Splunk Search

What is the best way to filter events from a search without running the search again?

Path Finder

I’m looking for a way to run a search on the results of a previous search. Subsearch won't work because I don't know what the second search will be until I get the results of the first.

The situation I keep finding myself in is after running a search that takes a long time and returns many events, I find a key/value that I want to use to narrow down the results to a smaller set. I.E. a search that returns all traffic logs and evaluates for the IPs with the highest bandwidth. Then I could want to filter that to workstation subnets and still evaluate for the highest bandwidth. And then search for all traffic from the top N workstations and evaluate for the highest bandwidth destination or service. Or go back to the original search and filter that to server subnets.
Instead of adding each new filter to the original search running it again and waiting, I’d like to search through the events that were first returned, drastically reducing the time it would take to run.

I’ve looked at the loadjob command but that has a limit of 25,000 events.

I've looked at the sitop command but that limits the second search to just a top. As far as I know top is limited to a count of events by field and I'm looking for more than just the count. In the example above I would need to make a summary of the sum of bandwidth.

Is there a way to save ALL of the results of a search and then run a search and/or transformation on those results?

I appreciate any advice you could give.

-BR

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1 Solution

Legend

Hi LCM_BRogerson,
if your search results don't be modified too often, you could run it periodically (e.g. every night or every hour depending by its updating frequency) and store results in a summary or in a tsidx file and then use this saves results as a base for your detail searches.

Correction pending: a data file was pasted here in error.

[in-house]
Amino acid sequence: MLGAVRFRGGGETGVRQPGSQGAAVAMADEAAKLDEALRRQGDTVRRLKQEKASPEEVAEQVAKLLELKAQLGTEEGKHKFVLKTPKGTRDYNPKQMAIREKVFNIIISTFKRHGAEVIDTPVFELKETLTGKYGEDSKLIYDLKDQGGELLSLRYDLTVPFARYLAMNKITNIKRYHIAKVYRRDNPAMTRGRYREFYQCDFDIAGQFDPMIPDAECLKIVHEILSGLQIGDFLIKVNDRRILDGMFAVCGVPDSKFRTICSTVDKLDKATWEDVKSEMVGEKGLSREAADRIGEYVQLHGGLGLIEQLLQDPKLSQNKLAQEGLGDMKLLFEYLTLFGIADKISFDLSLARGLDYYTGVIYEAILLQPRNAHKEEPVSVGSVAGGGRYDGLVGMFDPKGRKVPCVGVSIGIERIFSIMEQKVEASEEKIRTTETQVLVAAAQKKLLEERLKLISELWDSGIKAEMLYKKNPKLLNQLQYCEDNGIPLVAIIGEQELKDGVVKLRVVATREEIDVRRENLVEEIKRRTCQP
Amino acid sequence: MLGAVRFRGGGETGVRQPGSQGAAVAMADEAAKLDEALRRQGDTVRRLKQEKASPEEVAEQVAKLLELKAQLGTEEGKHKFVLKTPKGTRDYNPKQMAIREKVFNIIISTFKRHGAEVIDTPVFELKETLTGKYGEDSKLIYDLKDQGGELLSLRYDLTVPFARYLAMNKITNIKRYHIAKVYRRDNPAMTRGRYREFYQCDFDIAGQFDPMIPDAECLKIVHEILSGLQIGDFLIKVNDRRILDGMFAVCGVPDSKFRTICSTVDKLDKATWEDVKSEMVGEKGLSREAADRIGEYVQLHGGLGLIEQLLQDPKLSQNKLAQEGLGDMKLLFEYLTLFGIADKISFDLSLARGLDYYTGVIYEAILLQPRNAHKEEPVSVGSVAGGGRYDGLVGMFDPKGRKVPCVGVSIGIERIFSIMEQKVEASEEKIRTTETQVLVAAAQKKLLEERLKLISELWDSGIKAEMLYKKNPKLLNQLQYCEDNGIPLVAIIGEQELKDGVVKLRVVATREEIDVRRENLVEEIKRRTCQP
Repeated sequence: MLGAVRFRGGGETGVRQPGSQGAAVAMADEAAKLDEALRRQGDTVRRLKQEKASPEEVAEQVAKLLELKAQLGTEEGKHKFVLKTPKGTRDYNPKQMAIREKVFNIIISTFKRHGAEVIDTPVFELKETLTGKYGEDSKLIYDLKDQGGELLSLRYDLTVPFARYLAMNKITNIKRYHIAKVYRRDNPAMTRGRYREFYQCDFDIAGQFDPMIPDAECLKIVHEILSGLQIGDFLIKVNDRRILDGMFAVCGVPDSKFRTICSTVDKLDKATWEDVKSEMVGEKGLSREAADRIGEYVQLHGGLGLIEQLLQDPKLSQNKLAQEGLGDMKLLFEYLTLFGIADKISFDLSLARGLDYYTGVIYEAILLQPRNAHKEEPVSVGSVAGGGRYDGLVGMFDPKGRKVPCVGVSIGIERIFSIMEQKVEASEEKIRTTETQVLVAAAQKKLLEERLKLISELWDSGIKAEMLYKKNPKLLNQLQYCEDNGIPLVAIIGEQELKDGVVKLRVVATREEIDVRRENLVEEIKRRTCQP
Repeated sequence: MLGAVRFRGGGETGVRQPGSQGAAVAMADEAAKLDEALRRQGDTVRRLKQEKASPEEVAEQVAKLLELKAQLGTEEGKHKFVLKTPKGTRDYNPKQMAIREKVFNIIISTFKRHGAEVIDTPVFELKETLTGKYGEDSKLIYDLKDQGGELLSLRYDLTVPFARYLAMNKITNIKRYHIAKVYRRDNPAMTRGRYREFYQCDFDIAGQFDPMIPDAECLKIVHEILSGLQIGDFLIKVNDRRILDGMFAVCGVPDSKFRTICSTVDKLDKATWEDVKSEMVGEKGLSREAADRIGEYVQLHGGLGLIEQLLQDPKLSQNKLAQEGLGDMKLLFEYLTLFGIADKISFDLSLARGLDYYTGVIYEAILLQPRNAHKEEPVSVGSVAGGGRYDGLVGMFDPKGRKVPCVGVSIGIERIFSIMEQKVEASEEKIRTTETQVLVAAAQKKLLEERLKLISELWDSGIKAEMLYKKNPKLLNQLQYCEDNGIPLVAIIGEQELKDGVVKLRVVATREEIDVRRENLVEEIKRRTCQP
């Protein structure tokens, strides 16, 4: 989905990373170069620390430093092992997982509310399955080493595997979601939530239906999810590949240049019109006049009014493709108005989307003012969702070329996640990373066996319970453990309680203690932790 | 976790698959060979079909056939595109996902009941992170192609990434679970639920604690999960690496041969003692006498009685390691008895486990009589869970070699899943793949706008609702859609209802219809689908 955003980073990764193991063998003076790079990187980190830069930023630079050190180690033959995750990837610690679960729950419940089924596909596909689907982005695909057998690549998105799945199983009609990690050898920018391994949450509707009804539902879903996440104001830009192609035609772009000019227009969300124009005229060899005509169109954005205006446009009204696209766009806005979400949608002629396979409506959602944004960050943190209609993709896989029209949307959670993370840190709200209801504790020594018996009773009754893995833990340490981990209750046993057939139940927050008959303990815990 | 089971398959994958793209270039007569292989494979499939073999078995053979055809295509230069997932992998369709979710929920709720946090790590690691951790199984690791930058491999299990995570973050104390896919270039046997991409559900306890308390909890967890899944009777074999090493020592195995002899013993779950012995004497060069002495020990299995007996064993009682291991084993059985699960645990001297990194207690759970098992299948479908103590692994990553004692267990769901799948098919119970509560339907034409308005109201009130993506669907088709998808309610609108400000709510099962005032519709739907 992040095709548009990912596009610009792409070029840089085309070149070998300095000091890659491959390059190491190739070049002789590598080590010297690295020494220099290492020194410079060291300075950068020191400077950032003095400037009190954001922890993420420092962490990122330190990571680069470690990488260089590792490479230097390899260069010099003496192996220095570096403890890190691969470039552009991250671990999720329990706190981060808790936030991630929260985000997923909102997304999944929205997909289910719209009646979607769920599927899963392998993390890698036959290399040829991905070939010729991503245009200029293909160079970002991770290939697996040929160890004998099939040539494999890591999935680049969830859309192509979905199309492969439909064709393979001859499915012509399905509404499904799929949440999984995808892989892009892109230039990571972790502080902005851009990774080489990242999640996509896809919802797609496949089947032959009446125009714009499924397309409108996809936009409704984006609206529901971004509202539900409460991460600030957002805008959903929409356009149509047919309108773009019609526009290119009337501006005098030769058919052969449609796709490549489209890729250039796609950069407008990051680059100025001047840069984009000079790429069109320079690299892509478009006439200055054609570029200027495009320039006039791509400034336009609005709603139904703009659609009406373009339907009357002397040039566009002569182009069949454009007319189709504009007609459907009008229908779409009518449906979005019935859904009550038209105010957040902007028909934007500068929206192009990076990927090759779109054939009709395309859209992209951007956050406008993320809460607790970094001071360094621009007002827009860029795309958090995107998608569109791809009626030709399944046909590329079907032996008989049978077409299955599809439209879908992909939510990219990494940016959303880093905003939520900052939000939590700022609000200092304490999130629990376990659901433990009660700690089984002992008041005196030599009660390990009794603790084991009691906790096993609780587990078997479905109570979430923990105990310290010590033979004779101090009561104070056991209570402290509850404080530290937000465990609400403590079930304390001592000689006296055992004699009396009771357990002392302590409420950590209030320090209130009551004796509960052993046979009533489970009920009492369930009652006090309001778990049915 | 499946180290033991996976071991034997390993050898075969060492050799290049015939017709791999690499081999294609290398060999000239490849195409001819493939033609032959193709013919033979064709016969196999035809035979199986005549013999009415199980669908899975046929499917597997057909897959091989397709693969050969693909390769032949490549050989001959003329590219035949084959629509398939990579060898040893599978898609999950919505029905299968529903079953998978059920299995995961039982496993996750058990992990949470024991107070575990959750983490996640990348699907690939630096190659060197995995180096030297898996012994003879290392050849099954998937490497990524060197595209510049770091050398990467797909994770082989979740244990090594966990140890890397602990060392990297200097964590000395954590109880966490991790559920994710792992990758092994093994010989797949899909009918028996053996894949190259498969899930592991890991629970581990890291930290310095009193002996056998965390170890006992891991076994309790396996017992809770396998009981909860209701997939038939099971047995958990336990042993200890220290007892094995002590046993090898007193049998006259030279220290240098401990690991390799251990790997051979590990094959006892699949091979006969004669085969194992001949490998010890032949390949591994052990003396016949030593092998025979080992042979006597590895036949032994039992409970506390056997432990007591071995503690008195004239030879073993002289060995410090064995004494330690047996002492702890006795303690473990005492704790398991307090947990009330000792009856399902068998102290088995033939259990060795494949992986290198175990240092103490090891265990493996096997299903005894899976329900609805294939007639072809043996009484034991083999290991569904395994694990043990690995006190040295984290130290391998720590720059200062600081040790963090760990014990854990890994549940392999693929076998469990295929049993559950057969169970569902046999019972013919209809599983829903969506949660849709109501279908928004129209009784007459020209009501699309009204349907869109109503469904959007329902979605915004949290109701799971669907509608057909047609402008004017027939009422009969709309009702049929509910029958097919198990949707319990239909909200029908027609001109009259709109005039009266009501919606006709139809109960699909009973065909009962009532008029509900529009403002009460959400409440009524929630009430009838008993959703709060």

See http://docs.splunk.com/Documentation/Splunk/6.5.0/Report/Acceleratereports.
Bye.
Giuseppe

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Legend

Hi LCM_BRogerson,
if your search results don't be modified too often, you could run it periodically (e.g. every night or every hour depending by its updating frequency) and store results in a summary or in a tsidx file and then use this saves results as a base for your detail searches.
See http://docs.splunk.com/Documentation/Splunk/6.5.0/Report/Acceleratereports.
Bye.
Giuseppe

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Path Finder

Hi Giuseppe,

Thank you for your reply. I did end up using the report acceleration method, as the the initial search doesn't change very often, and will then use the results of that to define a more filtered search. I haven't looked at the summary indexing yet but that does appear to be the best solution to my problem.

Thanks,
-BR

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SplunkTrust
SplunkTrust

You can run your main search, which whatever format/fields that you need and store it in summary index. You can store any query results to summary index, not only the si command like sitop/sistats and later query from the summary index.

http://docs.splunk.com/Documentation/Splunk/6.5.0/Knowledge/Usesummaryindexing

Splunk Employee
Splunk Employee

It sounds like you are actually looking for something like event sampling since what you're really talking about is a quick way to truly understand the data before you invest the time in doing a search over the whole amount.

https://docs.splunk.com/Documentation/Splunk/6.5.0/Search/Retrieveasamplesetofevents

another tool would be the pattern tab. That would show you collections of like data that could indicate things you want to include or exclude in your eventual search:

http://docs.splunk.com/Documentation/Splunk/6.5.0/Search/Identifyeventpatterns

With Splunk... the answer is always "YES!". It just might require more regex than you're prepared for!

Path Finder

Hi rsennett,

Thanks for your reply.
At the time I decided up using an accelerated report and take the results of that to further filter a new search. That was because I wanted to see a full summary of the original search, not a statistical summary.

Your idea of event sampling does work for getting a good idea of the data without having to to build a report, wait for the acceleration to run (and use up the extra disk space).

Thanks,
BR

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